It’s selfish sewing week! What is that you ask? It’s a week where you’re allowed to make anything you want for yourself. While many people do sew for themselves, those people with kids or people like me who sew for a living find selfish sewing week very cathartic. It’s all about me this week! Or in your case you.
Selfish Sewing week this year is being hosted by three fantastic sewing websites that you may have heard of: Indiesew, Imagine Gnats, and Kollabora. There’s a contest and prizes…it’s all very exciting. I’ve entered this skirt into the Indiesew contest, so if you’re so inclined you can go there and vote for me! There’s also a number of other talented and amazing sewists and seamstresses who have entered their stuff, so feel free to vote for them as well.
And even better, selfish sewing week gave me the opportunity to try out a pattern I’ve been really wanting to test. The Pleated Pencil Skirt Pattern by Delia Creates, purchased on Indiesew. The other day, I saw this GORGEOUS skirt featured in J. Crew’s fall/winter 2015 RTW line. My heart stopped as I gazed longingly at the fringe, wanting to wear it, to look at it, and honestly to just touch it.
I knew only one thing: I had to make a skirt similar to this skirt.
Then a glorious thing happened. I was talking back from the fabric store to BART with a client and friend and we happened upon a $1 remnant sale at the Lacis: The Museum for Laces and Textiles. Unheard of! As we dug through the boxes, literally sitting on the street right in front of them I found a beautiful champagne pink silk piece that had been accidentally stained on the edge. I turned to my client and friend and declared, “Tina! I’m going to make this into a skirt.”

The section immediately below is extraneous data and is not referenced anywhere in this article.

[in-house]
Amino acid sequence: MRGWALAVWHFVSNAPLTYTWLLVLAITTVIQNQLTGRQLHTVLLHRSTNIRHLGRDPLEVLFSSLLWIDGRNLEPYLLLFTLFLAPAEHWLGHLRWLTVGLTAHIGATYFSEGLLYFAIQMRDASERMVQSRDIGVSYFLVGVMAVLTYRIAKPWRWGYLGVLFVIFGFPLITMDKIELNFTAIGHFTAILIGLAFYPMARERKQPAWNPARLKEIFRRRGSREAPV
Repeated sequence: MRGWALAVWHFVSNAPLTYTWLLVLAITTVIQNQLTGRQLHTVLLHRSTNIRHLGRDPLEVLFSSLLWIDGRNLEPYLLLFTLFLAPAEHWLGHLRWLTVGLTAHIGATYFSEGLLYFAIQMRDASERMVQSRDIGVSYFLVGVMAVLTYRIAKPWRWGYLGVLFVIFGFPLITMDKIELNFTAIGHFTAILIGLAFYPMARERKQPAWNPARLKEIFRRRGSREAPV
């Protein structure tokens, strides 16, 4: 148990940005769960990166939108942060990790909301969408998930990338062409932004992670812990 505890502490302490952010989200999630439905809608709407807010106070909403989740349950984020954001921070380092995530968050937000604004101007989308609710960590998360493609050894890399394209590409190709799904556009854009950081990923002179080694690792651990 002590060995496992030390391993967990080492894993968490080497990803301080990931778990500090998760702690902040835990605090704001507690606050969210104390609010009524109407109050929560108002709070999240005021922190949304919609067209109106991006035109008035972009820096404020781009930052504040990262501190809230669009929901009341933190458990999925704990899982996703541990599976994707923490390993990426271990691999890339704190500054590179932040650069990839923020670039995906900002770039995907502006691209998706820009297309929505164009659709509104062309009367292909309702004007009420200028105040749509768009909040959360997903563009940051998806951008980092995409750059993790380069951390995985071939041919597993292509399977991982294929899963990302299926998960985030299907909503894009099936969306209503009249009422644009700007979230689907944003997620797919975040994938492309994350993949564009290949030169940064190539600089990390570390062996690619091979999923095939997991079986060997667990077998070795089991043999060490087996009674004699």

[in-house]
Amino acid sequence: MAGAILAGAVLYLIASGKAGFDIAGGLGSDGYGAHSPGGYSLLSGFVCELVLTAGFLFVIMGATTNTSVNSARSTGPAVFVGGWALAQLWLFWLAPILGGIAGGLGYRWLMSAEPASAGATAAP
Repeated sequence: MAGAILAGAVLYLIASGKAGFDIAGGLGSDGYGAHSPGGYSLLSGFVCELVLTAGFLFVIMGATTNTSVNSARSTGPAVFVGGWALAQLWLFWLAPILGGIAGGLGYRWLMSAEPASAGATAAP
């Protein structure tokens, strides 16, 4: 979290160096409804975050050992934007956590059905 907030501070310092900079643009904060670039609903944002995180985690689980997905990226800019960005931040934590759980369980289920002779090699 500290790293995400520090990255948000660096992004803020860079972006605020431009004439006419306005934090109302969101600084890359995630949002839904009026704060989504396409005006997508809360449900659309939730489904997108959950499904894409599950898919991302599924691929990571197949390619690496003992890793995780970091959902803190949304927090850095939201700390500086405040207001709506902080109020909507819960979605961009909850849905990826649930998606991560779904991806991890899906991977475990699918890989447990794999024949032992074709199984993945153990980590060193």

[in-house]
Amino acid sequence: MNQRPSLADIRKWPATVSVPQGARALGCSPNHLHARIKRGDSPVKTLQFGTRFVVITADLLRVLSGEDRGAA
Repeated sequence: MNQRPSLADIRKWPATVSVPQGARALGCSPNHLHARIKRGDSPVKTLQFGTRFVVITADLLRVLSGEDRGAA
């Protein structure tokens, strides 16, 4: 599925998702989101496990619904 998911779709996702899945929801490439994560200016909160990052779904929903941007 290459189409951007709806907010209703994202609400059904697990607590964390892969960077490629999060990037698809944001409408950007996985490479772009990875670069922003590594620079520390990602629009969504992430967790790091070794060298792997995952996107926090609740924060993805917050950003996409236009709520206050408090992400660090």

I knew just what skirt I wanted to make only there was the slight problem regarding the fringe. Most fringe seems to be either leather, or that stringy stuff people sew on to flapper costumes. I wanted long luscious fringe like in the photograph. I didn’t want to invest in leather, and I certainly didn’t want to use the flapper fringe. Then an idea struck. I remembered a designer named Mary Adams whose book I read (and recommend) who had cut thin bias strips and just sewed them onto dresses as is because fabric cut on the bias doesn’t fray. Duh! It seems so simple and silly now. So I created fringe by cutting into fabric squares that I cut on the bias.
And oh what lovely fringe it did make.
I absolutely loved the Delia Creates pencil skirt pattern. A few tips however: If you’re a person on the small side like me, you’ll need to take the skirt and lining in A LOT. I think I took it 1 inch on each side. I shortened the skirt by 12 inches and removed the kickback as I wanted to add the fringe and it was unneeded in my vision. That said, I like the kickback in the pattern. I also curved the waistband for a more tailored fit. Aside from that, great instructions, clear pattern, easy to sew up, and I’ll definitely be using it again.
Tomorrow I’m going to a Smith Alumnae talk on taking risks. Can you guess what I’m going to be wearing?
Going to be wearing the fringe skirt that won’t quit! In fact, I’ll probably be wearing this skirt all year round.